The first disc begins with Danny Howells displaying some very smooth classics, with the likes of ‘Carino 90’ by T-Coy unleashing some smooth piano lines and delicate drums. The vocal stylings ‘You’re Gonna Miss Me’ by Turntable Orchestra has a classic Danny Howells feel to it while two production by Fire Island show us how much these guys had an impact of Hastings born Howells. “Tha” Wild Pitch mix of ‘Give a Little Love’ is a superb inclusion, flowing in its full 10 minute glory filled with some superb drums and funky riffs.
Todd Terry’s mix of PM Dawn sums up the superb funky vibe this first disc has while Ce CE Peniston’s ‘Keep Givin’ Me Your Love’ is one of my personal highlights in a mix that looks set to end of in a stunning way. There is a little tough acid like interlude, first with ‘Oracion’ and then the Magical Trance Remix of ‘Hocus Pocus’. The bouncy basslines of ‘Painkiller’ by Slack are purely addictive, and the finale is a superb ‘Renaissance’ esque Ambient mix of Ready For Dead, a track that concludes an overall smooth mix that underlines a lot of Danny’s early set antics in the modern day.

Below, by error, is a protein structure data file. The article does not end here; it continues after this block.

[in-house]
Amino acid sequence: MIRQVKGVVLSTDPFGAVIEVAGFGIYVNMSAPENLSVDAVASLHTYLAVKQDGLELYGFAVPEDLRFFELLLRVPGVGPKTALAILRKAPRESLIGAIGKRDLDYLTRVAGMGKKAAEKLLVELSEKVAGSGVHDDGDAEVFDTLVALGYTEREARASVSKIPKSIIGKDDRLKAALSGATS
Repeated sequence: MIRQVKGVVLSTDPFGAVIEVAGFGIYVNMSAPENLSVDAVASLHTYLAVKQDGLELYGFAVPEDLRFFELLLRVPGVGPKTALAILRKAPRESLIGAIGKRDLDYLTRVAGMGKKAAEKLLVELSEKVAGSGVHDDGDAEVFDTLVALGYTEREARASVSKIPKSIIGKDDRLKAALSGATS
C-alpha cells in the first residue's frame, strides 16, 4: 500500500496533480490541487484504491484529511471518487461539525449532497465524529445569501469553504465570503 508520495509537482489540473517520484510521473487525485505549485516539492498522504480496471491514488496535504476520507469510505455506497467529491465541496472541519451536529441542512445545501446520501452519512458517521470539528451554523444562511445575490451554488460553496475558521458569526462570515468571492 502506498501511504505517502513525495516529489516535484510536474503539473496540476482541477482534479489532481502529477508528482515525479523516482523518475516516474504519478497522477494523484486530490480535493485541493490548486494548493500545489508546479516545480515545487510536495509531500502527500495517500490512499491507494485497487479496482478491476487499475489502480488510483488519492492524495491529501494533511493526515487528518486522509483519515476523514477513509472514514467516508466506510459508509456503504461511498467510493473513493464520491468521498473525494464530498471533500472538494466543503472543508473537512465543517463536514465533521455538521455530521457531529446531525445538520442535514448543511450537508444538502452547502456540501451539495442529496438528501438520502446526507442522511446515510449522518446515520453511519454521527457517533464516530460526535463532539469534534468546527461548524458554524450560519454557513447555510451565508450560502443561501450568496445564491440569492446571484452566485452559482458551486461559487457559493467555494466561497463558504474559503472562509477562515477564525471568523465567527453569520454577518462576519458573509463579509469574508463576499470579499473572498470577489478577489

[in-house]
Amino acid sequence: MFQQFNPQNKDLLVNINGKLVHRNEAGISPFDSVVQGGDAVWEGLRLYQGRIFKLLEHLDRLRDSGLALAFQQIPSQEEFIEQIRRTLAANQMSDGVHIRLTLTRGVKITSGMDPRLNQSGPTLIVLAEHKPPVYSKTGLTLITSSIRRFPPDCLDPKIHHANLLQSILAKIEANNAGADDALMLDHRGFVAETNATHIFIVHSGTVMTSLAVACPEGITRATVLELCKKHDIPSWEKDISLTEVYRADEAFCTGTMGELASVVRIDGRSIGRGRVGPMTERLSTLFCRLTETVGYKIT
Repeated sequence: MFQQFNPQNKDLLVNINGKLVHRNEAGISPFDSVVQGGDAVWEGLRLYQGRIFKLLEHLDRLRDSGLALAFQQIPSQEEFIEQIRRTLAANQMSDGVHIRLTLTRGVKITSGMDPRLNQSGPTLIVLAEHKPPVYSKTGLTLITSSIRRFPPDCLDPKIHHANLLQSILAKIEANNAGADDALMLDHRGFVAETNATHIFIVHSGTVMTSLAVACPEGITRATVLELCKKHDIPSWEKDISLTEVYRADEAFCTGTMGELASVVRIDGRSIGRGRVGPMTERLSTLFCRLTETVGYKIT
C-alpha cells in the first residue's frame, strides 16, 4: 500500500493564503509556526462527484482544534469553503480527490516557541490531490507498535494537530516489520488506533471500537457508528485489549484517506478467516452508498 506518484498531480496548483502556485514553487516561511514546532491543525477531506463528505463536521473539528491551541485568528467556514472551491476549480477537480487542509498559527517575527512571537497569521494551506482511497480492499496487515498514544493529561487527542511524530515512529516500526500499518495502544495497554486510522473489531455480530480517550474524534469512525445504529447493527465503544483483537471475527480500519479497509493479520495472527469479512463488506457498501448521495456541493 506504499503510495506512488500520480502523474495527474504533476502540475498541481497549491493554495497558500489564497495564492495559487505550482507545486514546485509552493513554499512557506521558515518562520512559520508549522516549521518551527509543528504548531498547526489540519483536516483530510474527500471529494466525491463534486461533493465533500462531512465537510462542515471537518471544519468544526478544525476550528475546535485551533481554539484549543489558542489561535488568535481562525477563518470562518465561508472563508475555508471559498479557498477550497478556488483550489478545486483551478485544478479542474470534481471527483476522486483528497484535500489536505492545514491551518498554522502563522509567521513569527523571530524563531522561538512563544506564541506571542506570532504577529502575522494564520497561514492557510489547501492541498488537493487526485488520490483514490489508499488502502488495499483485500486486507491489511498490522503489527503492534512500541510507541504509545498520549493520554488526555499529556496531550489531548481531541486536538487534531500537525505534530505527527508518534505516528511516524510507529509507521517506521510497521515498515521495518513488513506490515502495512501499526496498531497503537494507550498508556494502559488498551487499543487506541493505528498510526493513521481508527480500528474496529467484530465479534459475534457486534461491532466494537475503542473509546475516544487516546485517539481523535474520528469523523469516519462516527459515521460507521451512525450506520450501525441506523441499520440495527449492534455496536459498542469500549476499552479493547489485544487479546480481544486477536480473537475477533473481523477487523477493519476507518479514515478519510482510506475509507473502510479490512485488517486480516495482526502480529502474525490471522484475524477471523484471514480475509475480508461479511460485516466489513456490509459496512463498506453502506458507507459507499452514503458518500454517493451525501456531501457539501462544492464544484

The Howells edit of ‘Space Face’ by Sub Sub is a superb way to begin the next disc, filled with smooth string patterns and funky riffs. Coldcut’s brilliant ‘Timber’ is a stunning inclusion, showing us what pioneers Coldcut were in their time. Japan’s ‘Ghosts’ is a interesting inclusion, slowing the mix to standing pace with the quirky vocals and eerie sounds of the 70’s UK outfit. Danny Howells own mix of The Temptations ‘Papa Was a Rolling Stone’ keeps the smooth flow going midway into the second disc.
The beats get rolling again with Faze Action’s superb ‘Plans & Designs’, a track masterfully filled with some stunning string patterns and tribal like drum patterns. There are two quickfire inclusions by Livin Joy’s Visnadi, giving the mix a slightly tougher edge with some chunky house while Orbital’s classic ‘Impact’ makes just that, taking the mix up a notch with some mind tripping sounds and effects. ‘Mad Monks on Zinc’ is eerie yet undeniably brilliant with its quirky piano line and haunting pads and effects. The Black Science Orchestra provide a nice little interlude into the final production, Carly Simon’s 80’s classic smooth club anthem, ‘Why’.
Much like Danny Howells, this album is interesting in so many ways. It has some great productions that are cutting edge, timeless and enchanting, while it has some more mainstream dare I say it ‘cheesier’ moments that make the album so much more rewarding as it culminates so delightfully. It is another superb edition to this vibrant series, a series that by its nature shouldn’t be as cutting edge as some more modern albums, but still continually is with each edition.